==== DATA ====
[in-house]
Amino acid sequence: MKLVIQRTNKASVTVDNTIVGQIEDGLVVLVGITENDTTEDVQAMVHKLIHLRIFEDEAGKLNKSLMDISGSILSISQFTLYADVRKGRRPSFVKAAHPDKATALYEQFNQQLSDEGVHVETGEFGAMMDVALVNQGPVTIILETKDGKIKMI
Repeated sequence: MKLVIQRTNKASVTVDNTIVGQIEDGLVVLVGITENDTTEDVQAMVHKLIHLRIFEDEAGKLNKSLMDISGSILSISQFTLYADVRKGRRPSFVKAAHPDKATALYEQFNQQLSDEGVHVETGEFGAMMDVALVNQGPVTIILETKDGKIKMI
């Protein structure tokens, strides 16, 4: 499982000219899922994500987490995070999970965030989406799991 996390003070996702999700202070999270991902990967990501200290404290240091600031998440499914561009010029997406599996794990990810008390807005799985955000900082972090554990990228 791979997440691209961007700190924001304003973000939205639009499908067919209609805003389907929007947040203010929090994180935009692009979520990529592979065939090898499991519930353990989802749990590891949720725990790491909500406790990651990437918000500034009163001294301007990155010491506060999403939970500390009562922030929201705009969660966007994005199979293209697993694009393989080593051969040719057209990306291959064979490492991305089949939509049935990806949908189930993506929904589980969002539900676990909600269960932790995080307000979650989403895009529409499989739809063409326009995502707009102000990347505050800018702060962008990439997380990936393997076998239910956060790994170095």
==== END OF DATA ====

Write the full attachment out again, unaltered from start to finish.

[in-house]
Amino acid sequence: MKLVIQRTNKASVTVDNTIVGQIEDGLVVLVGITENDTTEDVQAMVHKLIHLRIFEDEAGKLNKSLMDISGSILSISQFTLYADVRKGRRPSFVKAAHPDKATALYEQFNQQLSDEGVHVETGEFGAMMDVALVNQGPVTIILETKDGKIKMI
Repeated sequence: MKLVIQRTNKASVTVDNTIVGQIEDGLVVLVGITENDTTEDVQAMVHKLIHLRIFEDEAGKLNKSLMDISGSILSISQFTLYADVRKGRRPSFVKAAHPDKATALYEQFNQQLSDEGVHVETGEFGAMMDVALVNQGPVTIILETKDGKIKMI
């Protein structure tokens, strides 16, 4: 499982000219899922994500987490995070999970965030989406799991 996390003070996702999700202070999270991902990967990501200290404290240091600031998440499914561009010029997406599996794990990810008390807005799985955000900082972090554990990228 791979997440691209961007700190924001304003973000939205639009499908067919209609805003389907929007947040203010929090994180935009692009979520990529592979065939090898499991519930353990989802749990590891949720725990790491909500406790990651990437918000500034009163001294301007990155010491506060999403939970500390009562922030929201705009969660966007994005199979293209697993694009393989080593051969040719057209990306291959064979490492991305089949939509049935990806949908189930993506929904589980969002539900676990909600269960932790995080307000979650989403895009529409499989739809063409326009995502707009102000990347505050800018702060962008990439997380990936393997076998239910956060790994170095």